He quickly gets to make up for it when he notices the thug standing guard at Rose’s. He barges in and beats up the attempted rapist in the nick of time. Again, he nearly kills the guy even after beating him into submission. but stops himself without someone interrupting him. I guess this is something resembling progress…

The fighting and looting get worse, and old tear gas cannisters have no effect. Just as Linda is about to shoot someone to send a firm message, rain falls, again in the nick of time. Big Jim drives up, whooping that it can rain in the dome. You’ll be groaning at the lucky timing, but to its credit the script addresses this later in another storyline. Whether it’s just a delayed contrivance is a question for further down the line.

The rain not only alleviates thirst, but magically cures the townspeople of their panic and bloodlust despite having no impact on the scarcity of food and other resources. Big Jim tried to address the water issue, however, by negotiating with local farmer Ollie, played by Deadwood‘s Leon Rippy. You may remember him as the bigot from a few episodes ago. Ollie has an Artesian well on his land, but won’t let the town use it without some incentive. Big Jim offers him propane from his mysterious backup supply, and warns that he shouldn’t stand alone in a crisis like theirs. Jim brings him the propane, but the whole storyline is rendered moot by the rain. Sure, they’ll have trouble gathering enough rainwater and the well may be necessary, but the emotional victory negates the conflict of the well story. Plus, the dome is actually looking out for them and could just make it rain again.

That’s what’s surmised in the other main story, as Julia and radio engineer Dodee do something bracingly practical and drive around town to trace the source of the signal that’s jamming radio transmissions. The source turns out to be Joe and Norrie, who reveal the nature of their seizures. During the rain, the two of them touch the dome together, and the nearby car radio suddenly starts working. Joe and Norrie’s ties to the dome are getting more inexplicable, which is a welcome dose of unpredictability.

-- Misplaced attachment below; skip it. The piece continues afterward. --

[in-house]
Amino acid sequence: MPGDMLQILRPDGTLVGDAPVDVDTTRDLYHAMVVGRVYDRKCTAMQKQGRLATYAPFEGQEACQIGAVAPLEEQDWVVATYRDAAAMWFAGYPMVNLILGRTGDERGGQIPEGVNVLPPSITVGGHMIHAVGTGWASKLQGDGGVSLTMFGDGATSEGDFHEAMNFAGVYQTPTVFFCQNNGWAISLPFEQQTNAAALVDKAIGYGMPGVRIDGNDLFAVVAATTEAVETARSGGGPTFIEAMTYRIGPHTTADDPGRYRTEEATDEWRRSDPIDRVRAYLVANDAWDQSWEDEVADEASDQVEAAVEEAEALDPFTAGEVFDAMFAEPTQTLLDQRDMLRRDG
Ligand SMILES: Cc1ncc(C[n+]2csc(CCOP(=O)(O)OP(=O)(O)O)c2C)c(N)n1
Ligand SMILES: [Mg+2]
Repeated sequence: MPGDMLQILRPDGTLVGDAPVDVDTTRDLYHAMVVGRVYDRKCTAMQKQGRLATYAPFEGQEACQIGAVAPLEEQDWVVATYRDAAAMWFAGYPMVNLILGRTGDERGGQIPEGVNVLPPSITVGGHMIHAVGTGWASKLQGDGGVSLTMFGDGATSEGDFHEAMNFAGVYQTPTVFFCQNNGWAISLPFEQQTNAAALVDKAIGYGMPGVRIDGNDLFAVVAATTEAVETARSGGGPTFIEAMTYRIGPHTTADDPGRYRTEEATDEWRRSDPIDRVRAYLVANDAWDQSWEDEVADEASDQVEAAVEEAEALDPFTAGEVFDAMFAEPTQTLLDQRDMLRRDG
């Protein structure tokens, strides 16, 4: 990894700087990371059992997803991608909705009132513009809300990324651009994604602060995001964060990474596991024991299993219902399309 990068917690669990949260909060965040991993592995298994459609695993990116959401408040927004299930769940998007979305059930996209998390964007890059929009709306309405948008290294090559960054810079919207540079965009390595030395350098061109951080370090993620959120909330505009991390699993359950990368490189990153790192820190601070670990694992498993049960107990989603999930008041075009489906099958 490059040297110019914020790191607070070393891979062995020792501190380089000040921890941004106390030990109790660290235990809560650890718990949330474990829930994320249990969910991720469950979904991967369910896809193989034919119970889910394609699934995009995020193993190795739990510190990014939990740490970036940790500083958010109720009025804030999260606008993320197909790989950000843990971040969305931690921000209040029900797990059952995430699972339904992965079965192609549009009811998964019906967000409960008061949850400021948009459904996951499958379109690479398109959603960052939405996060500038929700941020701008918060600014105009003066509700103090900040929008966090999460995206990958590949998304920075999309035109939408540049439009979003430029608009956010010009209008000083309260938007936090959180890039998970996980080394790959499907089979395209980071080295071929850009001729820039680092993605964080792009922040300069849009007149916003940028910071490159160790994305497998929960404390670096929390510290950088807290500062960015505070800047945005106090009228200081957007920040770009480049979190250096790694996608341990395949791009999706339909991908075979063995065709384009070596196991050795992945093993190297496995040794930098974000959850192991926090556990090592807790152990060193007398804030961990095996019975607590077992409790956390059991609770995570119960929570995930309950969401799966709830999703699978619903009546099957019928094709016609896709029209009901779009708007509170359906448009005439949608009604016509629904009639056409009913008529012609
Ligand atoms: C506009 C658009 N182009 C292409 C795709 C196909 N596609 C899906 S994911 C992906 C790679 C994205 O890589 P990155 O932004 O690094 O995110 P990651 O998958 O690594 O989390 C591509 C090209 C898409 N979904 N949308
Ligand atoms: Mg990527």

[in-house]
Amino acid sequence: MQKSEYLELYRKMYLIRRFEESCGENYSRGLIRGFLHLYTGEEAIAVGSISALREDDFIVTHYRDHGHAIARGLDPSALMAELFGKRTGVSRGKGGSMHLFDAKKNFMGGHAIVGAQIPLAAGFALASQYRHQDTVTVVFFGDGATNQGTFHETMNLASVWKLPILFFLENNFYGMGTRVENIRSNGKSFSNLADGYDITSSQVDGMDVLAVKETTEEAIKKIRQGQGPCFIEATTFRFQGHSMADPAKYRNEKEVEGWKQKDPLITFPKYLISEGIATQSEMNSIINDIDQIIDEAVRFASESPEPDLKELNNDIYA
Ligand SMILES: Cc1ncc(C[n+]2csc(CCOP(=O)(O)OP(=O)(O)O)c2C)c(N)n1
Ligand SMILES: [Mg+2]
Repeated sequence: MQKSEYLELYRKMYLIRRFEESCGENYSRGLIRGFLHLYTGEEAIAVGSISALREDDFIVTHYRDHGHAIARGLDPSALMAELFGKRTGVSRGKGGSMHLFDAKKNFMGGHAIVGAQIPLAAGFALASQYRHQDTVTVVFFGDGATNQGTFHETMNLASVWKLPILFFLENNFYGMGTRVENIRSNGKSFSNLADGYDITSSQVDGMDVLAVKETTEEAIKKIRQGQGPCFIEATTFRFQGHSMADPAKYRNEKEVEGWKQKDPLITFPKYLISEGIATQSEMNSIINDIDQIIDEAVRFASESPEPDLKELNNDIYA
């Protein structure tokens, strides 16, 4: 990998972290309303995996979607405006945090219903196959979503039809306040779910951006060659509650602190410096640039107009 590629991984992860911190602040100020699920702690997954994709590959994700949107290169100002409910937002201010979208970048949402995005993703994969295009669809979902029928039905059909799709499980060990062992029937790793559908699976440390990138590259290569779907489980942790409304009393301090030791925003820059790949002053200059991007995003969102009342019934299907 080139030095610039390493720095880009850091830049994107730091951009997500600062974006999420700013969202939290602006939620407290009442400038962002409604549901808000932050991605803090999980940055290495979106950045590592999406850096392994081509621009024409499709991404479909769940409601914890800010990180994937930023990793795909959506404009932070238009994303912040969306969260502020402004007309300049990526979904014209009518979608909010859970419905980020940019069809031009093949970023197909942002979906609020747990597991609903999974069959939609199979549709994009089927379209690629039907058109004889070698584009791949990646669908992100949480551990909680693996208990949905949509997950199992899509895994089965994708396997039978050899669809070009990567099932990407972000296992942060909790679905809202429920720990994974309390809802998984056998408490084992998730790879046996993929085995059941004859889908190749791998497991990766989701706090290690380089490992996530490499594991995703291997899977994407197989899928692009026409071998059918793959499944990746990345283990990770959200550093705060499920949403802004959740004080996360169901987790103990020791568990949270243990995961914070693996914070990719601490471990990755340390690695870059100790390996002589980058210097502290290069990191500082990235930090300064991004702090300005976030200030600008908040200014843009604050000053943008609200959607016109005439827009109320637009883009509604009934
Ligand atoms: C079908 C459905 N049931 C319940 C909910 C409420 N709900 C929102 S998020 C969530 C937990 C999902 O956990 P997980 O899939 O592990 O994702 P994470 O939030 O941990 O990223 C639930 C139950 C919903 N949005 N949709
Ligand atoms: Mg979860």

Dodee theorises that the dome has its own microclimate, and “the beautiful thing about the evaporation process” (love this dialogue) is that it cleanses the lake water of methane. She and Julia speculate that the dome has somehow arranged this, recognising that they needed water. The dome has gone from trapping them to protecting them.

The dome having agency and perhaps even intelligence is one of the few redeeming features of the show, because it’s a credible mystery and quite a batshit concept, like the lunacy of pressing the button every 108 minutes in Lost. That said, the characters’ irritating habit of asking each other questions they couldn’t possibly know the answer to is minimalising any gains. The number of “I don’t know” replies is wearying. CBS must truly think their viewers are cretins if they insist on explicating abundantly obvious cause and effect.

The episode concludes with Angie waking up in Big Jim’s house. After causing a moment of panic that we’re in for yet more imprisonment (not good for Angie either), the story takes a strikingly engaging turn. As expected, Jim doesn’t want the secret of his son’s abuse and instability getting out, but he doesn’t condone it and tells Angie that this time she’s free to leave whenever she wants. But in exchange for her silence, he’ll be her ally and ensure she and Joe have whatever resources they need. Thankfully for the sake of an appealing story, Angie doesn’t just storm out but appears to recognise the ethical ambiguities she’ll need to embrace in order to survive in the dome. Junior then walks in and asks what’s going on, and rightly senses that both Angie and Jim are in charge now.